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Southern Expressions 101 ~ page 4
~~Sent in by USADEEPSOUTH readers~~


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Don't miss PAGE 1 ...... PAGE 2 ...... PAGE 3! All new pages of Southern expressions!

We're constantly adding to our SouthMouth pages, and we'd love to hear from YOU!
Send your SouthMouth contributions to Ye Editor at bethjacks@hotmail.com


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USADEEPSOUTH writer Kent F in Texas e-mails us to say, "I glanced at the Southern expressions section and searched for this'un, but didn't find it."
~~ Fidnago - fixing to go - "Hey, I can't go with y'all, I'm fidnago home!"

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Nan K sent an interesting message:
"I was doing some research for a screenplay I'm working on and I was running through your Southern Colloquialisms pages (and laughing my a** off!) when I saw you didn't have my particular favorite. Now this one comes from my dad, who is about as much a member of the Illiterati as not -- he really isn't a very educated man, and God bless him, he had me, the English major type. Still, he really cracks me up with his sayings, he's like a genius at them. The best one by far was when someone asked him if he was busy once. He said, 'I'm as busy as a one-legged cat in a sandbox.'

"And I thought you might enjoy the following engagement I had when I first moved to Central California and discovered that there was a language barrier."

~~~

To checkout clerk during a rushed lunch break: "Where do y'all keep your nabs?"
Clerk: "Nabs?"
Me: "You know, nabs."
Clerk: "Nabs?"
Me (a bit more frustrated): "You know, naaabs."
Clerk: "?"
Me: "You know, cheese and crackers in a little package?"
Clerk: "Aisle two."

~~~

"That's when I realized I was using dialectical words. Nabs is what my Southern Mississippi mother always called them. When she went back to college in her forties, I remember her saying (when I'd run into her between classes), 'I was so busy today, I only had a pack of nabs and a Coke for lunch.' Which, of course, meant cheap and quick."

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And from Pepper Ann:
"I really enjoy your web site. The other day an elderly neighbor was telling me about a promise her daughter had made to take her shopping 'next week'. Miss Laura said, "If promises were persimmons, the 'possums could eat good at her place."

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This expression was sent by KNSNANA:
~~ “Good heavenly days!” - Means, "Gosh, that's amazing" or "Can you believe that?"

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Shannon in Killeen, Texas says:
- How about "so dry the catfish are carrying canteens"?

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Here's a funny one from Larry J. in Arkansas:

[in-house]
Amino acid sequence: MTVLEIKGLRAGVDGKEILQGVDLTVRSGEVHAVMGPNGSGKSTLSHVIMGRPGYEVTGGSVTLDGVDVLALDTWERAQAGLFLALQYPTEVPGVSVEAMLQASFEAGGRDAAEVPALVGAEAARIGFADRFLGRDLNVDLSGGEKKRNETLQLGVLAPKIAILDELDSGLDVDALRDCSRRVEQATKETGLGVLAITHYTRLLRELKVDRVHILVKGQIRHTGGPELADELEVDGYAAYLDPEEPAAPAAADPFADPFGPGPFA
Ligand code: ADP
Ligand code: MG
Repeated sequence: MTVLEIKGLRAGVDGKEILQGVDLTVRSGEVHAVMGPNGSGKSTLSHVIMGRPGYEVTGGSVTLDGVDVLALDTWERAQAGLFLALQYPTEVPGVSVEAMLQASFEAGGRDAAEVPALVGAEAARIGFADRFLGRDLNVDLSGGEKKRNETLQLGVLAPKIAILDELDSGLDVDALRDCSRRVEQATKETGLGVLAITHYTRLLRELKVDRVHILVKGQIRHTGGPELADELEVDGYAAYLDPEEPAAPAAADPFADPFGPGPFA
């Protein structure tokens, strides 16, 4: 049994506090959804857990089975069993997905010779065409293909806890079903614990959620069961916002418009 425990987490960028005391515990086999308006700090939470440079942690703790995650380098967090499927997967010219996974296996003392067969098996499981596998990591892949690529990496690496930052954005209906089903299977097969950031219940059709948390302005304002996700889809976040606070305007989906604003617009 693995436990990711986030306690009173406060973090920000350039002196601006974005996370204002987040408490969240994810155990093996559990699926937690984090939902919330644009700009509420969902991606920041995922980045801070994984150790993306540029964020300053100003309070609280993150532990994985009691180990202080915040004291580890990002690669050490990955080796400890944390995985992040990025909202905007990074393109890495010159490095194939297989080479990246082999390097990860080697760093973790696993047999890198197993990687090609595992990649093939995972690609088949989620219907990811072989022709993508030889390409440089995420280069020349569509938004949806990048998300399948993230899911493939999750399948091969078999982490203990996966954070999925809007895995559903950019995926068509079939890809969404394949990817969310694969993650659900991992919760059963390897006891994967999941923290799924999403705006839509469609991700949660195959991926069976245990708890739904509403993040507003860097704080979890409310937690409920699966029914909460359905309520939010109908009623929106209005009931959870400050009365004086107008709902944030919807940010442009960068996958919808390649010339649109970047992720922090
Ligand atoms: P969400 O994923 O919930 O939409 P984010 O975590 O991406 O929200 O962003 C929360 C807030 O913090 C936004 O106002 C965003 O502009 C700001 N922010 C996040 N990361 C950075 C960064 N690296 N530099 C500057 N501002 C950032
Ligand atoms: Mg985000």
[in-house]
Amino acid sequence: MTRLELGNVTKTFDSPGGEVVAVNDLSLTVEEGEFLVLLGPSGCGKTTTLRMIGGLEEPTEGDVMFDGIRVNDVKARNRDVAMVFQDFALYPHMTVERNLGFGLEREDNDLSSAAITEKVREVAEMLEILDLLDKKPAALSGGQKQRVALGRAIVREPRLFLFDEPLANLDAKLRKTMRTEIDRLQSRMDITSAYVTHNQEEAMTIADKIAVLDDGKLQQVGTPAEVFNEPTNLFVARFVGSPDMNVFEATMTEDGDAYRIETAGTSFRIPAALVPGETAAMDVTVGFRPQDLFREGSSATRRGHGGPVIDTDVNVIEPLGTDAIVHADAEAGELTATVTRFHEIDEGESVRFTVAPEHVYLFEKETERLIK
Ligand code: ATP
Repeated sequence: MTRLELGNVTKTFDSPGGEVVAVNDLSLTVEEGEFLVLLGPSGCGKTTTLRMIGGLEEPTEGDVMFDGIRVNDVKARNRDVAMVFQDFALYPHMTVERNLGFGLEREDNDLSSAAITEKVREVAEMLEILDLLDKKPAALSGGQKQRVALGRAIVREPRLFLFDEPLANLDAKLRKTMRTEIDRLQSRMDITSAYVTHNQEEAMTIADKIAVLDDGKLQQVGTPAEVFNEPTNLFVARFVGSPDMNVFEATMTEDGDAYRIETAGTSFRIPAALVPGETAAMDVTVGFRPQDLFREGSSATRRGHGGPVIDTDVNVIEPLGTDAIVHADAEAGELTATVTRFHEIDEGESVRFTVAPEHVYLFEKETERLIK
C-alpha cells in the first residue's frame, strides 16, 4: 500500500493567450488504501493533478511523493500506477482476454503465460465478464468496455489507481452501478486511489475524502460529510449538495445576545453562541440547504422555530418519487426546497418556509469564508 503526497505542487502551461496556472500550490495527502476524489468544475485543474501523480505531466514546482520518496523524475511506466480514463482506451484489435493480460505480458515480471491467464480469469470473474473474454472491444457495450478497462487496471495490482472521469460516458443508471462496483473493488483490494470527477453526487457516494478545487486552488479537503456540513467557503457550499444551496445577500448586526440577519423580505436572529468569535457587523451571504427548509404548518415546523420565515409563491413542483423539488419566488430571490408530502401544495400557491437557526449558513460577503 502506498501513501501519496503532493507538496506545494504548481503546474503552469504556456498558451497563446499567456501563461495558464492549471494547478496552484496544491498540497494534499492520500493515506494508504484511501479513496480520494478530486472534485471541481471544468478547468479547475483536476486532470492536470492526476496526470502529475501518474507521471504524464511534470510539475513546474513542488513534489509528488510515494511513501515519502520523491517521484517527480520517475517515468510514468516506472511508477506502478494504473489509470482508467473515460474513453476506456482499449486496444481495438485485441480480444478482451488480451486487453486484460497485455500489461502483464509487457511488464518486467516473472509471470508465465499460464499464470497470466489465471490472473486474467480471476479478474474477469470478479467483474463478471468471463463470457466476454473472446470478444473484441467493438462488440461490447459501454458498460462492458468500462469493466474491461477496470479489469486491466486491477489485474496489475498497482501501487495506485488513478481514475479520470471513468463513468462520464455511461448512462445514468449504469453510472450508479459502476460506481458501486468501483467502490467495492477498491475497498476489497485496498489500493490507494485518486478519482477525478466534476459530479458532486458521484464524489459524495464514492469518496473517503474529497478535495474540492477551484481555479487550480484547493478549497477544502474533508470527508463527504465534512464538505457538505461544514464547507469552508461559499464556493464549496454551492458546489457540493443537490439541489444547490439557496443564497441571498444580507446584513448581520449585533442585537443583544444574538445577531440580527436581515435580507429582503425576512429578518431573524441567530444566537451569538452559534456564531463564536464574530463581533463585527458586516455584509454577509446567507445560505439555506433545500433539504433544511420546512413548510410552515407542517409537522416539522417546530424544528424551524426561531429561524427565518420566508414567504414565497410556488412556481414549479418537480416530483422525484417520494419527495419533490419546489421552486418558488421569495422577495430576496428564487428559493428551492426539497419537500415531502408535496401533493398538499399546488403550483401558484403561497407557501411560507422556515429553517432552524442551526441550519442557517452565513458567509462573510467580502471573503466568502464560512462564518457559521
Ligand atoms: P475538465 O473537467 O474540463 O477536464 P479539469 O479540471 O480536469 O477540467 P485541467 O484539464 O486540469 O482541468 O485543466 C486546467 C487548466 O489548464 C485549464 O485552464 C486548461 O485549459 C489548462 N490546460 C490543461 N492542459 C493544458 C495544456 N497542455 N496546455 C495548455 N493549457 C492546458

"Hi, y'all - I heard my brother-in-law use this expression: “She’s so ugly she don’t favor nothin’!”

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Ray McC sends these:
~~ I been busier than a one-legged man at a butt kicking contest.
~~ He's so skinny he has to run around in the shower to get wet.
~~ He'd be a foot taller if his feet weren't so big.
~~ Don't get your panties in a uproar. (Don't get mad.)
~~ I've seen animals hurt worse than that get well. (Said to person eating a rare steak)
~~ You two been mooning and smooching? (Making out)
~~ He's slower than molasses in January.
~~ He's deader than a door nail.
~~ He ain't sawing logs, he's clearing brush. (Someone snoring loud)
~~ He ain't conceited, he's convinced! (Said about a vain or conceited person)

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This question came from Jean B:
"Please help me out. At lunch today I told my friend that the expression 'Bless her heart,' said usually following or before a gentle insult, is a Southern expression. I was born in Liverpool, England, and every now and then, when I say something like this, I think my good, dear friend thinks I'm saying something insulting about the South. We live in North Carolina, and I thought most people knew that 'bless her heart' is a typical Southern expression. Will you please help me convince my friend I was not being insulting. Thanks so much."

Ye Editor responded:
"Good morning ~ You are absolutely right. Even though bless her heart may be uttered in a fashion to lessen the blow of an insult, it's often a phrase expressing real affection or concern. In other words, you acknowledge that something is amiss, but you usually DO care at least to some degree -- or else you'd just mutter the insult and stop at that.

Jean answered:
Thanks -- I will forward your e-mail to my friend when the opportunity arises. But you know how Southern women are - so touchy, bless their hearts!

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Read more USADS southern expression submissions from readers.
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And here's another good one: Southern Speak by Beth Boswell Jacks


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Even More South Mouth II
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